The meeting place is a cathedral and Spike, wearing a long raincoat, walks slowly towards it, while the song “Rain” plays on the soundtrack. Inside the cathedral, Faye is being held by one of Vicious’ goons and he tells Spike to drop his gun. Instead, Spike shoots and gets the guy right between the eyes, spraying blood on Faye. This causes all the rest of the goons to begin firing, and Faye makes a run for it while Spike fights them off. Eventually, Vicious makes himself known and Spike races upstairs to face him. In front of a large stained-glass window, Spike and Vicious duel with a gun and a katana, respectively, and Spike gets a shot off before Vicious flings him through the window. As he falls, we get a montage of memories from Spike’s old life with the Syndicate, out of context. We see him standing with Vicious, fighting the same foes; we see a blonde woman in bed with Vicious while Spike is outside with a bouquet of flowers. He then has a vision of the blonde woman humming while he’s recovering from some injury only to wake up and find himself bandaged from head to toe. As it turns out, it’s actually Faye humming; she had called Jet for backup. Spike’s alive, for now.
This is, simply put, a fantastic episode. It shows how dark and how serious of a show Cowboy Bebop could be if the story warranted it. Whenever I watch this episode, I always feel like that we learn more about Spike than we actually do; we learn some, granted, but we don’t learn a whole lot. It’s more just seeing glimpses of Spike’s past completely out of context. It’s important that we meet Vicious and see that there’s someone out there who legitimately is Spike’s match. If not for Faye being nearby and having called Jet when she did, Spike would have died. We’ve never seen Spike in any kind of real distress; he’s always able to get out of problems very quickly. Here, however, as quickly as Spike dispatches the henchmen, Vicious proves far more difficult. It’s good to set up a recurring villain who is as fearsome as Vicious is, even if he does sort of look a little too anime-villain for me, and sort of breaks me out of the mood of the show.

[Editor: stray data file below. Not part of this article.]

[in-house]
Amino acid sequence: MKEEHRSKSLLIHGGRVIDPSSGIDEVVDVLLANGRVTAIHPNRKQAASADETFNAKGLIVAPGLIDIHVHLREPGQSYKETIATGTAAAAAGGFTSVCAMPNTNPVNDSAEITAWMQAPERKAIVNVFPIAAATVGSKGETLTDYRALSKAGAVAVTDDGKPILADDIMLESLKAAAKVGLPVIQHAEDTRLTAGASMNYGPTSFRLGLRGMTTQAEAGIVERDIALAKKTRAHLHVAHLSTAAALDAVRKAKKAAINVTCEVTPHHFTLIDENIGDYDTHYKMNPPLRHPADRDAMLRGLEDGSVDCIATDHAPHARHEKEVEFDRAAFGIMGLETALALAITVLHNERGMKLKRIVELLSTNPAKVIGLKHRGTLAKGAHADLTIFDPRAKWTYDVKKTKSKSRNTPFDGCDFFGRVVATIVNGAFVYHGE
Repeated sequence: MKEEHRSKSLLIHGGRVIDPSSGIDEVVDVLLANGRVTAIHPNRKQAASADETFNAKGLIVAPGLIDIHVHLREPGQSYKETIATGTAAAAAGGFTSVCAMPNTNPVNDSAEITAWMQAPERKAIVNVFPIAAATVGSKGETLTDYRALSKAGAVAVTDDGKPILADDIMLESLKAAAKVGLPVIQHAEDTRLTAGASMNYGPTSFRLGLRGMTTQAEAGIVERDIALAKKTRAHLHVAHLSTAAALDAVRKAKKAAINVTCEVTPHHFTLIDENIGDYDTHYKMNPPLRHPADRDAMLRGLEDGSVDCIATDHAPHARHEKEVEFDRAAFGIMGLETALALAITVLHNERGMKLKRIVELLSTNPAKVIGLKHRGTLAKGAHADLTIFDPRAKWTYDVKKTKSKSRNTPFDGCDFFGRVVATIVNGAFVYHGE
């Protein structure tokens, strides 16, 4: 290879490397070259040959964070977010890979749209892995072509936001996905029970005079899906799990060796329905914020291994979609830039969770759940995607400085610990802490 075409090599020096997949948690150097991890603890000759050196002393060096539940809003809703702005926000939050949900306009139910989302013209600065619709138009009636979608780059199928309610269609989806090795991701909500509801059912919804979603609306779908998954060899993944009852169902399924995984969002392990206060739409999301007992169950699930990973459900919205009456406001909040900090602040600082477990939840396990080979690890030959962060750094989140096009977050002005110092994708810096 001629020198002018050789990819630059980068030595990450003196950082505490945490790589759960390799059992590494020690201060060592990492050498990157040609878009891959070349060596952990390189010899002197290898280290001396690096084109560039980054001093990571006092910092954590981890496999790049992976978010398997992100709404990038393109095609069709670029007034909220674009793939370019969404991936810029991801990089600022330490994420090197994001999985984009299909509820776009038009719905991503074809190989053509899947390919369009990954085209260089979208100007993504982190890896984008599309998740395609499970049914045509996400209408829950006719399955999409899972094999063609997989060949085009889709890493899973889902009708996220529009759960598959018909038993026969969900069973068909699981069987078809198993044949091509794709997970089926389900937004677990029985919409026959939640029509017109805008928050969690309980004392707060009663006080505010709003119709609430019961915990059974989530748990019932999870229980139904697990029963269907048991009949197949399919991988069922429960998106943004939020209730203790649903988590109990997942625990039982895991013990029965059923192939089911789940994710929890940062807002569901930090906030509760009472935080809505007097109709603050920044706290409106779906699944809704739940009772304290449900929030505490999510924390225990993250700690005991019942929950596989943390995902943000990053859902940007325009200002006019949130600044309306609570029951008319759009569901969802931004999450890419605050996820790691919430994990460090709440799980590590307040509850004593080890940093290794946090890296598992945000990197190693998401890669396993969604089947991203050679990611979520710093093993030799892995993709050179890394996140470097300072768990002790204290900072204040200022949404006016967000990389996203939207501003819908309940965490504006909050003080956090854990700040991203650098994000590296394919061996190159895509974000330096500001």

Speaking of the mood, this is another great marriage of image and music, in a way the series had not yet attempted. The color palette is a lot of red and black when Faye’s in the opera box, and a lot of muted purples and grays when Spike is heading for the cathedral. Coupled with the aforementioned song “Rain”, this contributes to a memorable and distinct tone. As Spike is falling from the cathedral window and having his extended flashback, there is a chanting chorus of children singing in a round-robin style, which feels very eerie and like a memory itself at the same time. Yoko Kanno’s compositions are always fantastic, but it’s moments and episodes like this that show how versatile she is; it’s not just writing jazz or blues riffs. There are proper mood pieces in this episode, but the rest of the time, it’s completely silent. It all makes for a markedly different feel than anything we’ve seen up until now.
Now that we’ve officially hit the ground running, and Faye and Spike have come to some kind of understanding, it’s time to see how well the three crew members work together. Good thing they have one of the freakiest bounties they ever go after in the form of a very old yet ageless “child” jazz musician. He’s really scary. “Sympathy for the Devil” is next time.